Building Web Services with JAX-RPC

JAX-RPC stands for Java API for XML-based RPC. JAX-RPC is a technology for building web services and clients that use remote procedure calls (RPC) and XML. Often used in a distributed client-server model, an RPC mechanism enables clients to execute procedures on other systems.

In JAX-RPC, a remote procedure call is represented by an XML-based protocol such as SOAP. The SOAP specification defines the envelope structure, encoding rules, and conventions for representing remote procedure calls and responses. These calls and responses are transmitted as SOAP messages (XML files) over HTTP.

Although SOAP messages are complex, the JAX-RPC API hides this complexity from the application developer. On the server side, the developer specifies the remote procedures by defining methods in an interface written in the Java programming language. The developer also codes one or more classes that implement those methods. Client programs are also easy to code. A client creates a proxy (a local object representing the service) and then simply invokes methods on the proxy. With JAX-RPC, the developer does not generate or parse SOAP messages. It is the JAX-RPC runtime system that converts the API calls and responses to and from SOAP messages.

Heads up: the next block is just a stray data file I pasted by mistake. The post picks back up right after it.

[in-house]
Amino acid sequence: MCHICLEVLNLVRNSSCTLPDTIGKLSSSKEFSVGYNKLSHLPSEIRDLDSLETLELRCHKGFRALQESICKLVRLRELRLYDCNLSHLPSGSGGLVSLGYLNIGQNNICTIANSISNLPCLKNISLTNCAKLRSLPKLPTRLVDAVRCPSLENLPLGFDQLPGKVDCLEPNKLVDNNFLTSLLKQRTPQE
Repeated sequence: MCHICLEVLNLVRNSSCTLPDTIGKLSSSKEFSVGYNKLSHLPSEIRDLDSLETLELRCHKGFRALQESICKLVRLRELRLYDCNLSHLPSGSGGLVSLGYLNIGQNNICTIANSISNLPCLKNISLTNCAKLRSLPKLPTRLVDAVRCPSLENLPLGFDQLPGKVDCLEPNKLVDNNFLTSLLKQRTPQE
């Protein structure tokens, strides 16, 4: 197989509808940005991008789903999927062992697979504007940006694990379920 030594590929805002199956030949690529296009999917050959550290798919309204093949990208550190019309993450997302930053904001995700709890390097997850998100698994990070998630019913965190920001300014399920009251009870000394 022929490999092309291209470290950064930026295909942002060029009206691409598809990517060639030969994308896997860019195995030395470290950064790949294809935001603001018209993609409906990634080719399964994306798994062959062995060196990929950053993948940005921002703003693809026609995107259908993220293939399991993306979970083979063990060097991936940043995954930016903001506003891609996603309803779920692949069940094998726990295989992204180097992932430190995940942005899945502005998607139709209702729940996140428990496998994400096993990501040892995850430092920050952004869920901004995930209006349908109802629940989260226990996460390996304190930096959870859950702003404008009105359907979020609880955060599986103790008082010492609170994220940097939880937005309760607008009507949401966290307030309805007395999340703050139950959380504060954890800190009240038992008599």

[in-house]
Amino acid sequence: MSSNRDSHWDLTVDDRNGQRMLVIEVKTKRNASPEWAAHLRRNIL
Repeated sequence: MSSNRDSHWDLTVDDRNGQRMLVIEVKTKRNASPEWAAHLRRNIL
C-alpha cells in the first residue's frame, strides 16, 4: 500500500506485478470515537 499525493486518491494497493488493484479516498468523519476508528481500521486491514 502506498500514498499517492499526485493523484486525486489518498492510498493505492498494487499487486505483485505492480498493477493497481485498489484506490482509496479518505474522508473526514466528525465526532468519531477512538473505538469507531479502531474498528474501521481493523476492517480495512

With JAX-RPC, clients and web services have a big advantage: the platform independence of the Java programming language. In addition, JAX-RPC is not restrictive: a JAX-RPC client can access a web service that is not running on the Java platform, and vice versa. This flexibility is possible because JAX-RPC uses technologies defined by the World Wide Web Consortium (W3C): HTTP, SOAP, and the Web Service Description Language (WSDL). WSDL specifies an XML format for describing a service as a set of endpoints operating on messages.